Those who answer “yes” to either of the questions will be asked to upload an image of their vaccination card so the University can have the most accurate information about verification status. Once Human Resources verifies vaccination status from the card image, the card image will be deleted. The image will be deleted no later than Sept. 17. Anyone who does not wish to upload an image of their vaccination card can bring their card to Human Resources from 8 a.m.-5 p.m. Monday through Friday in McClain Hall 101 to share their status. Vaccination status is being collected to have knowledge about the campus as a whole.
    Survey No. 2
    To participate in the second survey, click here. This eight-question survey is sponsored by Truman’s Faculty Senate COVID-19 Working Group, and faculty and staff are encouraged to share their thoughts.
    The survey asks about personal health and attitude information; data are collected anonymously and can only be accessed by the Faculty Senate COVID-19 Working Group. Aggregated results will be shared with the campus. The purpose of the survey is to gather information that may inform strategies to promote a healthy and thriving campus.
  • Mock Trial Team Hosts Info Night

    Truman’s Mock Trial team will host an interest night event at 7 p.m. Sept. 8 for students to learn more about the team and the try-out process. No mock trial experience is needed, only interest in the legal system and performing. For more information email tsumocktrial@gmail.com.

  • Consider a Career in Education with the MAE Program

    Any student interested in a career in teaching should contact Wendy Miner, chair of education, to learn more about Truman’s MAE program. A Master of Arts in Education from Truman allows future educators to enrich their content knowledge and build confidence in their teaching skills. Dedicated faculty and staff are also there to help every step of the way. Find more information here or contact Miner at wsm@truman.edu or 660.785.6074.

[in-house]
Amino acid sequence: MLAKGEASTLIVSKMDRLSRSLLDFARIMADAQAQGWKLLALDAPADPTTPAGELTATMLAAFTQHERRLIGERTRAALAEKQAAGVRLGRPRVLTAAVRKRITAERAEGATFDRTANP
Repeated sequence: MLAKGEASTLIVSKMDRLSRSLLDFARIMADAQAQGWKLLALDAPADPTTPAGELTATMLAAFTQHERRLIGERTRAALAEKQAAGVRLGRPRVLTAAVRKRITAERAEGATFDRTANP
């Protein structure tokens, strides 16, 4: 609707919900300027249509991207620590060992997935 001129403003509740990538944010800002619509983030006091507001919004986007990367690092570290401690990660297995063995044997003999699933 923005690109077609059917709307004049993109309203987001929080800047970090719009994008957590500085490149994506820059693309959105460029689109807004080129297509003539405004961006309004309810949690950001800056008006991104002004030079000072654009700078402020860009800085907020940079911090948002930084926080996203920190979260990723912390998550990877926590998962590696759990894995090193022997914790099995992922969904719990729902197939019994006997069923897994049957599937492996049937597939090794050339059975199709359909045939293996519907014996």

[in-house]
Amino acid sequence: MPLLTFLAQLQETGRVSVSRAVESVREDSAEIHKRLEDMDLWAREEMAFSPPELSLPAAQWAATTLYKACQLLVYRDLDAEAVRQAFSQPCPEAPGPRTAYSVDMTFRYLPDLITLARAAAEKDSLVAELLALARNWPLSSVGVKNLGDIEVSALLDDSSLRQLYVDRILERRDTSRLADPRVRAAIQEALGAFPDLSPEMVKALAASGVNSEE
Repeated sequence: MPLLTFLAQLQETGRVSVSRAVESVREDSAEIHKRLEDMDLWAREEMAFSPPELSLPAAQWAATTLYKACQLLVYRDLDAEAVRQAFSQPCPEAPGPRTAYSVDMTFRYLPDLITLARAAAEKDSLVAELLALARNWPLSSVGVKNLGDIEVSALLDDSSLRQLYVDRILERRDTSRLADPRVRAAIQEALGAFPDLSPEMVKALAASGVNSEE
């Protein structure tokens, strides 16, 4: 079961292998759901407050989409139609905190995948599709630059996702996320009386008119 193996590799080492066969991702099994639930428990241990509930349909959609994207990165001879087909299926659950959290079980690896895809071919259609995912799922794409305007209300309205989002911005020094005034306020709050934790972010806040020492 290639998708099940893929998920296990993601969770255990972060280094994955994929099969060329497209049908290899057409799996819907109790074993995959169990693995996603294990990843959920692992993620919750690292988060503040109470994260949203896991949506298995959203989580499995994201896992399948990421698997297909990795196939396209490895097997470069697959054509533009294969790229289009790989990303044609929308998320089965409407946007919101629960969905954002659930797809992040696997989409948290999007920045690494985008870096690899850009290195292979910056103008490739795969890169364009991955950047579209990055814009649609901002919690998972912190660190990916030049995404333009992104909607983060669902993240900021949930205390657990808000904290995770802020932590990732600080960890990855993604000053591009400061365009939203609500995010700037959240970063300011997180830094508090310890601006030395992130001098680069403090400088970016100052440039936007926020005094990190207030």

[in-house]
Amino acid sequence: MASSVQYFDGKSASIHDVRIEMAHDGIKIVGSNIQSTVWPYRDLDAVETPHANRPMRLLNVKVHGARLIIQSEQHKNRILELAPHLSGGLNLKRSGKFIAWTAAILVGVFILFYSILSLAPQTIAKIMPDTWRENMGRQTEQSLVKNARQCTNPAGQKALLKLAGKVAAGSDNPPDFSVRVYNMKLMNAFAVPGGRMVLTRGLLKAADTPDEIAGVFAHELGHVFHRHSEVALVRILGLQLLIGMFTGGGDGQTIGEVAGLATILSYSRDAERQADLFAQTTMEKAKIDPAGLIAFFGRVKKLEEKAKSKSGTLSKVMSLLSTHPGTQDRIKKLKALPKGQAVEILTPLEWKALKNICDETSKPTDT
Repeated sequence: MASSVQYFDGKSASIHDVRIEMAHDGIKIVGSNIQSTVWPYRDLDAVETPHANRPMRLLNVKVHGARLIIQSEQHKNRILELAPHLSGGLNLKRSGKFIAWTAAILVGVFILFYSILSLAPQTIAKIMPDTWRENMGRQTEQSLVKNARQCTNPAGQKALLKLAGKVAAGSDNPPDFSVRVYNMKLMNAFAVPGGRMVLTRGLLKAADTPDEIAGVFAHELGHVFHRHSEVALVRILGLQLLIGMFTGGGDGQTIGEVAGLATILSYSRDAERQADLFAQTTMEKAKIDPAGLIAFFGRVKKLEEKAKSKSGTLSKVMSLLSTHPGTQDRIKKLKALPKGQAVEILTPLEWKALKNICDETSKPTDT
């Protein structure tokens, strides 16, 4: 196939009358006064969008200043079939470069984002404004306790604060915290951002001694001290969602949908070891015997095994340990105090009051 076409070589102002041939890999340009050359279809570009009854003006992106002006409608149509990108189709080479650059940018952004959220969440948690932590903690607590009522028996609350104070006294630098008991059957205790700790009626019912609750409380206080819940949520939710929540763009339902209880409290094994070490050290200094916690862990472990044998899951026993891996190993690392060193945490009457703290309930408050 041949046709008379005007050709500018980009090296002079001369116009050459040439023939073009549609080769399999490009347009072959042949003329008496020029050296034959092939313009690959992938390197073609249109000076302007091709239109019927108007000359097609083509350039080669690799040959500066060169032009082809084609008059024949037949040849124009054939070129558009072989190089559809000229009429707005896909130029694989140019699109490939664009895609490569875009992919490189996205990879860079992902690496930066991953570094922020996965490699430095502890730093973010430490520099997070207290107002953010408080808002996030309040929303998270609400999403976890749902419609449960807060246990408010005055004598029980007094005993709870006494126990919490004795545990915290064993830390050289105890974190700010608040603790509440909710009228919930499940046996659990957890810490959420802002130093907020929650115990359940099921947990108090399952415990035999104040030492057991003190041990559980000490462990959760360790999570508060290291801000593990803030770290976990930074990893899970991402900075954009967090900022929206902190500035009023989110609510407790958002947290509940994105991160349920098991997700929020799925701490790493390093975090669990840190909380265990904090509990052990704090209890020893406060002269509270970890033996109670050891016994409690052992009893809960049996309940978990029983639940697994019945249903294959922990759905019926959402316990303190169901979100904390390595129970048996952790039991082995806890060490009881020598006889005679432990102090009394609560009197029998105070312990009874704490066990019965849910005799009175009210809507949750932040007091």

• Learn About Graduate Programs at Info Sessions


    Information sessions about graduate programs will take place on campus. Registration for each session can be found here and closes at 5 p.m. the day prior to the event. The location for on campus sessions is Student Union Building 3201. Master’s programs offered are accountancy, athletic training, communication disorders, education, English, leadership, music, counseling (online), data science and analytic storytelling (online) and gifted education (online). For more information, contact Liz McLain, assistant director of admission-graduate and transfer.

    On-Campus Sessions

    Sept. 7
    5:30-6:30 p.m.

    Sept. 21
    5:30-6:30 p.m.

    Oct. 5

    5:30-6:30 p.m.

    Oct. 19
    5:30-6:30 p.m.

    Nov. 2
    5:30-6:30 p.m.

    Nov. 16
    5:30-6:30 p.m
  • Fraternity Recruitment Set to Begin Sept. 9


    Men’s fraternity recruitment will take place Sept. 9-17. It will begin with an informational assembly featuring the various fraternities on campus. Each chapter will host events throughout the week for potential members to attend.